Joe Manchin all but shuts the door on supporting Biden's social plans like universal pre-K and affordable childcare
- Manchin all but ruled out backing Biden's social spending agenda.
- Instead, he wants any social
policychanges to attract Republican votes.
"There's not a Build Back Better revival," he told reporters on Tuesday. "These major social changes should go through the process. That's what the process is for."
"You have to build consensus," he said. Manchin wants any social policy changes to attract Republican support and reach 60 votes in the Senate to overcome a filibuster. Democrats only have 50 votes in the upper chamber.
The conservative Democrat is expressing fresh interest in cutting a climate deal with Republicans and reviving the barest components of President
Manchin has been a major roadblock in moving social spending forward. He repeatedly threw cold water on paid leave last year, a Biden administration priority, and extending monthly checks to parents through the expanded
His remarks could amount to the final nail in the coffin for other initiatives like affordable
One thing Manchin does support: Tax hikes on corporations and assets being sold off by wealthy Americans. Manchin told reporters that he wants the corporate tax rate hiked to 25%. That tax on big businesses was slashed from 35% to 21% under former President Donald Trump's Tax Cuts and Jobs Act of 2017. President Joe Biden proposed raising it to 28%, but Manchin has stood firm at 25%.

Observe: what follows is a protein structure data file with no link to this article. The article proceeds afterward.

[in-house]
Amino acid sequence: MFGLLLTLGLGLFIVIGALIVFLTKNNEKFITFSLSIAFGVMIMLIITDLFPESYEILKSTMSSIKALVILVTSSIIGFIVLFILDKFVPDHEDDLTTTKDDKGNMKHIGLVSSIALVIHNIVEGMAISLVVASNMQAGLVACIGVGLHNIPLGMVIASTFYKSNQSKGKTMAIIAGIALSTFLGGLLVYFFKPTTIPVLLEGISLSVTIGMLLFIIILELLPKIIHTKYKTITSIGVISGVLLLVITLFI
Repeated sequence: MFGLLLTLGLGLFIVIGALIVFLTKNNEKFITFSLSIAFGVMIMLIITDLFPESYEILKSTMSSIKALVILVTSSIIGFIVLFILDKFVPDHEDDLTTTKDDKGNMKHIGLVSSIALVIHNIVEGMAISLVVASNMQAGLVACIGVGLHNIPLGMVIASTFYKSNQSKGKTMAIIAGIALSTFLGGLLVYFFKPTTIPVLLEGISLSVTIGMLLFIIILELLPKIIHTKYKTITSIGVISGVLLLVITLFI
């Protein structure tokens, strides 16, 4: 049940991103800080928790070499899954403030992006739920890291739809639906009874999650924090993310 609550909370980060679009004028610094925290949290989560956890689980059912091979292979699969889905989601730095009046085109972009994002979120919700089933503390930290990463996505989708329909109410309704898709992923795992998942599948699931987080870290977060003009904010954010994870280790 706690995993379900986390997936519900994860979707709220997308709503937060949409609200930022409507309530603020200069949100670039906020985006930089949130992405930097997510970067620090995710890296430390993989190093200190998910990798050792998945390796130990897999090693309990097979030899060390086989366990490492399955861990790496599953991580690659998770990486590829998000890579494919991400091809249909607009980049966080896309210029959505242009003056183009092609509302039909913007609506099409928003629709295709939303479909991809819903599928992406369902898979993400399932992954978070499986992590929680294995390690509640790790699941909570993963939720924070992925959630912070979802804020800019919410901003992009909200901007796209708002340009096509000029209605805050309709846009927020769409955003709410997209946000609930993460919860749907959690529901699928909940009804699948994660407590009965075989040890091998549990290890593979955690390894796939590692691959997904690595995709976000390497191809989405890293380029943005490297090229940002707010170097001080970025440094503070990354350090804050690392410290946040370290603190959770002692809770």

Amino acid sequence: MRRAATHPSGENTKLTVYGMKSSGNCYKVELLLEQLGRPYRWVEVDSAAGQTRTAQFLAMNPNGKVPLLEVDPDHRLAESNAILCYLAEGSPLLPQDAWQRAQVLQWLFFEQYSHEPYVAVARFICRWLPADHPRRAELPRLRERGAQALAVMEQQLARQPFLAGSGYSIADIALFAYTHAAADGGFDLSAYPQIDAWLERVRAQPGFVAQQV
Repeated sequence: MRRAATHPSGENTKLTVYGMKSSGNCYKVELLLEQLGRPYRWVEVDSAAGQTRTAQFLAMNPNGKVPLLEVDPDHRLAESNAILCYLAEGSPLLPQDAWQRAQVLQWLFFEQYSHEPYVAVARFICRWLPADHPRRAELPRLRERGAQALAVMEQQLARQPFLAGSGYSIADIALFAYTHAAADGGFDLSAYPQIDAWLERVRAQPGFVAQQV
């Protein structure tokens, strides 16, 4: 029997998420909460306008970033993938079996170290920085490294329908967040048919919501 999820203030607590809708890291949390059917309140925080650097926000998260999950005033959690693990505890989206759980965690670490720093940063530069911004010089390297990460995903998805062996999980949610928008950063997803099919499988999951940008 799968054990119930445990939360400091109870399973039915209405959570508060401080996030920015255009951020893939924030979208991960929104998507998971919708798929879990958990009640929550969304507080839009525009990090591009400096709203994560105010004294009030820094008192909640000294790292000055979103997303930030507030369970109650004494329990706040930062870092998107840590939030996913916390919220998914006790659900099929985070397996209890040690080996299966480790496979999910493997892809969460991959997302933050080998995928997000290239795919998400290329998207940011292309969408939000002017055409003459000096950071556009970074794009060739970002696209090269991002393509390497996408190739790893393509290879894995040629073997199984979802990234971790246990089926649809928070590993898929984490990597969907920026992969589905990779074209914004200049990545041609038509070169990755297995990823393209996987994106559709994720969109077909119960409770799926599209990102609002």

Manchin also still eyeing an increase to the capital gains tax. Currently, capital gains — assets like stocks or real estate being sold off — are taxed at a far lower rate than income. For the ultra-wealthy, who derive most of their net worths from assets, that means their income is taxed at a lower rate than many Americans taking home a paycheck.
Manchin still wants to raise the capital gains tax rate to 28%. He recently shot down a proposal from the White House to target billionaires with a minimum income tax that included unrealized capital gains, or increases in the value of assets before they're sold.
Sen. Tim Kaine of Virginia told reporters on Tuesday "it's not easy" to reconcile the contrasting positions of the holdouts.
With time running short before the November midterms, some Democrats are starting to concede the party will be making some big sacrifices to get a smaller package over the finish line.
"The difference for me, social investments can be accomplished later," Sen. Sheldon Whitehouse of Rhode Island, a climate-focused Democrat, said in a brief interview. "There's a different nature to getting climate right now than there is to getting childcare right now."
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